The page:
(D.C. No. 5:10-CR-00272-R-1) (W.D. Okla.)
Before LUCERO, McKAY, and MURPHY, Circuit Judges.
ORDER AND JUDGMENT [*]
Carlos F. Lucero Circuit Judge.
Rufus Shines, a federal prisoner proceeding pro se, appeals from the district court's denial of his motion to reduce his sentence pursuant to 18 U.S.C. § 3582(c)(2). Exercising jurisdiction under 28 U.S.C. § 1291, we affirm.
On October 26, 2010, a jury convicted Shines of possession of 24.3 grams of a mixture containing cocaine base (crack cocaine), in violation of 21 U.S.C. § 844, and of being a felon in possession of a firearm, in violation of 18 U.S.C § 922(g)(1). Pursuant to U.S.S.G. § 3D1.2(c), Shines' Pre-Sentence Investigation Report ("PSR") grouped both counts of conviction together because drug possession is a specific offense characteristic that modifies the firearms offense level. The PSR calculated a base offense level of fourteen for the firearms charge, see § 2K2.1(a)(6)(A), and added four levels because the firearm was possessed in connection with the drug offense, see § 2K2.1(b)(6). Shines' advisory Guidelines range was thirty to thirty-seven months, but the PSR noted that Shines' mandatory minimum for his drug offense was sixty months' imprisonment based on a prior version of 21 U.S.C. § 844.
On April 22, 2011, Shines was sentenced to sixty months' imprisonment on each count to run concurrently. Following direct appeal and an unsuccessful habeas petition, Shines petitioned this court for leave to file a second or successive habeas petition. He argued that under Dorsey v. United States, 132 S.Ct. 2312 (2012), the lower mandatory minimum established by the Fair Sentencing Act of 2010 ("FSA"), Pub. L. No. 111-220, 124 Stat. 2372, should apply in his case. See In re Shines, 696 F.3d 1330, 1331 (10th Cir. 2012). We concluded that Dorsey did not announce a new rule of constitutional law as required by 28 U.S.C. § 2255(h) and denied his petition. In re Shines, 696 F.3d at 1332.
Shines then filed a motion under 18 U.S.C. § 3582(c)(2), seeking to reduce his sentence based on Amendment 750 to the Guidelines. The district court denied the motion. Shines timely appealed.
Shines contends that the district court erred in concluding that it lacked the authority to reduce his sentence under § 3582(c)(2). "The scope of a district court's authority in a resentencing proceeding under § 3582(c)(2) is a question of law that we review de novo." United States v. Rhodes, 549 F.3d 833, 837 (10th Cir. 2008).
In general, a "court may not modify a term of imprisonment once it has been imposed." § 3582(c). However, under § 3582(c)(2), a district court may modify a sentence that is "based on a sentencing range that has subsequently been lowered by the Sentencing Commission . . . if such a reduction is consistent with applicable policy statements issued by the Sentencing Commission." The Sentencing Commission has issued a policy statement explaining that a sentence reduction is inappropriate under § 3582(c)(2) if " [a]n amendment . . . does not have the effect of lowering the defendant's applicable guideline range." U.S.S.G. § 1B1.10(a)(2)(B).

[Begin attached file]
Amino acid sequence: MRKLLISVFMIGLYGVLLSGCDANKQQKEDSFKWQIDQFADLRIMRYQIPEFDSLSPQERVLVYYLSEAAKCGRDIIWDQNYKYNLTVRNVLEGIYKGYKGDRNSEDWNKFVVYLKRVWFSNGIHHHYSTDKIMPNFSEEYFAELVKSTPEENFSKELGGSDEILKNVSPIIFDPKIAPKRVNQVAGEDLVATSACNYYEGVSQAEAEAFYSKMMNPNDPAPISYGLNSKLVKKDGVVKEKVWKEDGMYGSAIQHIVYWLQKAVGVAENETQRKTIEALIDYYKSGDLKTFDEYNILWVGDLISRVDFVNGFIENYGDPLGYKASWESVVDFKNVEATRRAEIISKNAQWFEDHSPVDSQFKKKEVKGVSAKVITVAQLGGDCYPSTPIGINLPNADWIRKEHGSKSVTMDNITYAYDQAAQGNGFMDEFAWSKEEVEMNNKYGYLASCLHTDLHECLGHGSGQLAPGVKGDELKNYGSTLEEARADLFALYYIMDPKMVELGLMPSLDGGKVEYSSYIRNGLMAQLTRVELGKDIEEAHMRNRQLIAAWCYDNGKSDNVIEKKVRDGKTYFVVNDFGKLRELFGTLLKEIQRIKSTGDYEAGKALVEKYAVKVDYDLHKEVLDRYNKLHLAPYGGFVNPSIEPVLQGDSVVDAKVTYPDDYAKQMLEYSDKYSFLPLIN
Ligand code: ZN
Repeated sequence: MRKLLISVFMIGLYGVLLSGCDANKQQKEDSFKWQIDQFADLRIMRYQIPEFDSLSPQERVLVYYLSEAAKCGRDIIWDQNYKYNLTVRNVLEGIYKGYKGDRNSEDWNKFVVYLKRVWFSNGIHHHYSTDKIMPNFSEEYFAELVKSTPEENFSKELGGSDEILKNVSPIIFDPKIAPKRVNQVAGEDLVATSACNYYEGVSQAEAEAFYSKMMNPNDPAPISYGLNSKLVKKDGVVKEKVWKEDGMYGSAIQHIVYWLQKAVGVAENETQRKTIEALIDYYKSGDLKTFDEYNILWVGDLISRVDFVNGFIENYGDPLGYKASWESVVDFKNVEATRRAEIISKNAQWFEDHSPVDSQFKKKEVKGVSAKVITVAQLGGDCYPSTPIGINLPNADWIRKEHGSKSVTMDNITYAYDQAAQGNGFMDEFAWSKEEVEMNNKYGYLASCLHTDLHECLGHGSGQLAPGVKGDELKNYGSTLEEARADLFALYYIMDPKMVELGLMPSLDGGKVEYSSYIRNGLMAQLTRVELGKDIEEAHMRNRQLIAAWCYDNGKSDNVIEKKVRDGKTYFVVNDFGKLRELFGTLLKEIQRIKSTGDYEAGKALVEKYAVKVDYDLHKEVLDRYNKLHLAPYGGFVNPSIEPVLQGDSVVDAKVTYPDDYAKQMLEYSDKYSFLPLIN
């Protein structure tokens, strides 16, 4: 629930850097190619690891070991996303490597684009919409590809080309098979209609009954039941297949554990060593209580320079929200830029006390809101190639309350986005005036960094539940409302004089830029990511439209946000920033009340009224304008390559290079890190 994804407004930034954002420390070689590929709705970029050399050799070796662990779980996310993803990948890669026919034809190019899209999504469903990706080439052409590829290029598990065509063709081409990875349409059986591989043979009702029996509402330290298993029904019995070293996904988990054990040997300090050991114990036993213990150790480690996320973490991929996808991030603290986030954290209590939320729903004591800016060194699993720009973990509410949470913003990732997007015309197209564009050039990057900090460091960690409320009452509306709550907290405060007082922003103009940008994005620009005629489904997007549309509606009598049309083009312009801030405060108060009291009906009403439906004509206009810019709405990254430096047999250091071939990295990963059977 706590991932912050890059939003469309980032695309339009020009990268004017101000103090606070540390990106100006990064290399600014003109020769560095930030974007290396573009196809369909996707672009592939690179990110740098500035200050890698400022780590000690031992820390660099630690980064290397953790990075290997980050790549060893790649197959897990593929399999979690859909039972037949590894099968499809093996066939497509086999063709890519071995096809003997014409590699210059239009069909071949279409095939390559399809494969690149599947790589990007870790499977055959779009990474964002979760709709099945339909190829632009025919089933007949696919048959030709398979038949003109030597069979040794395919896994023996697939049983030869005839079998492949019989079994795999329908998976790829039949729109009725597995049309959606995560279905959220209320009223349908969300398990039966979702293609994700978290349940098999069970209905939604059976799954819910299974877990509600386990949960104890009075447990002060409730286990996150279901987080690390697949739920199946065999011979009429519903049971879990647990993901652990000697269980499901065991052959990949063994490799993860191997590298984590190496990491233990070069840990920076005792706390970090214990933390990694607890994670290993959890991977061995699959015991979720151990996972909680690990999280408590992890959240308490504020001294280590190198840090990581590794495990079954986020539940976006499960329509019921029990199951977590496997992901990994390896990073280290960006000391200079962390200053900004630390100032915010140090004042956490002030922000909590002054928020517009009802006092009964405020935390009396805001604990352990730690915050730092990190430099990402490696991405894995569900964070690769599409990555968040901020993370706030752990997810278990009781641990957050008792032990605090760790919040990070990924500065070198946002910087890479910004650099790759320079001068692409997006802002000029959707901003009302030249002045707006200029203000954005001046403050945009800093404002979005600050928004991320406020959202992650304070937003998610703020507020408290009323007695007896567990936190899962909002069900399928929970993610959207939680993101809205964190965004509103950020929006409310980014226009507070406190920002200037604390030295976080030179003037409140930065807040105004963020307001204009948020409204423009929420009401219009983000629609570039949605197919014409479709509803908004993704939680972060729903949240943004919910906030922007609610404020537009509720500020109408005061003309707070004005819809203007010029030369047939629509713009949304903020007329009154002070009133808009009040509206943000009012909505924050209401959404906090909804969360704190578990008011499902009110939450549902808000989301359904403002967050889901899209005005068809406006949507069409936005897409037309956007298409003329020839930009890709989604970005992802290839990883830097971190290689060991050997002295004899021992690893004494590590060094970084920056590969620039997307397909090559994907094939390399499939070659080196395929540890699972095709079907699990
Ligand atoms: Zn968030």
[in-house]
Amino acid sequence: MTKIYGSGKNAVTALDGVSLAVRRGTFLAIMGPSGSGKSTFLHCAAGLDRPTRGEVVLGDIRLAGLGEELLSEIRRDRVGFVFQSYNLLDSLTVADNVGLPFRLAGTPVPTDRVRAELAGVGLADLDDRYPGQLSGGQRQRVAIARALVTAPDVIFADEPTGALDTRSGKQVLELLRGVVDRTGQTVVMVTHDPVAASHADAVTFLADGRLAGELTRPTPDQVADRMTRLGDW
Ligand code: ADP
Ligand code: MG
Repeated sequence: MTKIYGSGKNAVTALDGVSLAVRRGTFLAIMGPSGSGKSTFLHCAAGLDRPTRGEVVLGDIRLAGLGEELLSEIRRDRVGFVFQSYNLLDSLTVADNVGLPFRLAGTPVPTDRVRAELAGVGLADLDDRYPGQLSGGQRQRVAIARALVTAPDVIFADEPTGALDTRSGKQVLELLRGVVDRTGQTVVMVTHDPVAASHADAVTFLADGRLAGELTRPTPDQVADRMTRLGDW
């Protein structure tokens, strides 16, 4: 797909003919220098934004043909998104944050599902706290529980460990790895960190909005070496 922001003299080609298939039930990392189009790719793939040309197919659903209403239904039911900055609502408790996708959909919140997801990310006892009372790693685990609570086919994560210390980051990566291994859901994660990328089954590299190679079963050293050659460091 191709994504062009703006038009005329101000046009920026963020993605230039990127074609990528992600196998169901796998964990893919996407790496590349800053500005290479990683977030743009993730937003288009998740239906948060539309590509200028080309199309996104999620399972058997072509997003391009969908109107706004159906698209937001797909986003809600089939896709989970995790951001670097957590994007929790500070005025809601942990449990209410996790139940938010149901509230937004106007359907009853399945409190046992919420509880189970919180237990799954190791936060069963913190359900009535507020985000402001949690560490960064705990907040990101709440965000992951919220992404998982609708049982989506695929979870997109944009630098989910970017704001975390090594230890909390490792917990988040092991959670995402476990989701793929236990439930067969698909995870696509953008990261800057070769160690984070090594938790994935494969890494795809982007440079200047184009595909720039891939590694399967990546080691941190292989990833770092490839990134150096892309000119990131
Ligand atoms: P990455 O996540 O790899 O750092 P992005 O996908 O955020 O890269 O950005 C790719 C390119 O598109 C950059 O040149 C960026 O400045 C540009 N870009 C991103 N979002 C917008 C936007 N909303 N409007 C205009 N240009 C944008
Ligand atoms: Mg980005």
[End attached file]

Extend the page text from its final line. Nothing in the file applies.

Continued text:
We conclude that Amendment 750 does not have the effect of lowering Shines' Guidelines range and therefore the district court correctly denied his § 3582(c)(2) motion. Amendment 750 altered the Guidelines drug-quantity tables for crack cocaine such that a larger quantity is required for each base offense level, and a subsequent amendment applied these changes retroactively. See United States v. Osborn, 679 F.3d 1193, 1194 (10th Cir. 2012). However, Shines' Guidelines range was based on § 2K2.1, the Guideline for firearms offenses, not the drug quantity tables. Therefore, even if Shines were resentenced under today's Guidelines, his applicable Guidelines range would be precisely the same. Cf. United States v. Sharkey, 543 F.3d 1236, 1239 (10th Cir. 2008) (sentence reduction unavailable in crack cocaine case because amendment had no effect on career offender Guidelines in § 4B1.1, which the court used in sentencing).
We also note that Shines' sentence was based on a statutory minimum. And because Amendment 750 does not lower this mandatory minimum, a reduction in his term of imprisonment is not authorized by § 3582(c)(2). See U.S.S.G. § 1B1.10, cmt. n.1 (sentence reduction not available if an "amendment does not have the effect of lowering the defendant's applicable guideline range because of the operation of another . . . statutory provision"); see also Osborn, 679 F.3d at 1194 n.1 (noting that even after the FSA "in many cases, the operation of the statutory minimum sentence will preclude a sentence reduction under 18 U.S.C. § 3582(c)(2)"). To the extent that Shines also argues that he was never properly subject to the pre-FSA mandatory minimum or that the FSA's mandatory ...